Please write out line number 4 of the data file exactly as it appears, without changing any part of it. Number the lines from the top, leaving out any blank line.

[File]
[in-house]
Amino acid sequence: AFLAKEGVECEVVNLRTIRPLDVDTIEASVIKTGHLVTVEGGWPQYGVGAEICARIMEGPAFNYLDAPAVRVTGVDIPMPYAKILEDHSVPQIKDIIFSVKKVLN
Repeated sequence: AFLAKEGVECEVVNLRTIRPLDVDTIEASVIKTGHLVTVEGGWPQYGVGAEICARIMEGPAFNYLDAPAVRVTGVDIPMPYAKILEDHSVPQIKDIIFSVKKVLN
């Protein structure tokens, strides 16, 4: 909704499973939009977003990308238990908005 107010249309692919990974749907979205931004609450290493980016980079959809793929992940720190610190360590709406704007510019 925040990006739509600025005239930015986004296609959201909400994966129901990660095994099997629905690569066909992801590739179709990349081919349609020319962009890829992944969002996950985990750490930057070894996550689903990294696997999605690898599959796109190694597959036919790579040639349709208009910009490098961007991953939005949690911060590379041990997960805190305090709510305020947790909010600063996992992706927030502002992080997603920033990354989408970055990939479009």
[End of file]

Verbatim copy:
């Protein structure tokens, strides 16, 4: 909704499973939009977003990308238990908005 107010249309692919990974749907979205931004609450290493980016980079959809793929992940720190610190360590709406704007510019 925040990006739509600025005239930015986004296609959201909400994966129901990660095994099997629905690569066909992801590739179709990349081919349609020319962009890829992944969002996950985990750490930057070894996550689903990294696997999605690898599959796109190694597959036919790579040639349709208009910009490098961007991953939005949690911060590379041990997960805190305090709510305020947790909010600063996992992706927030502002992080997603920033990354989408970055990939479009």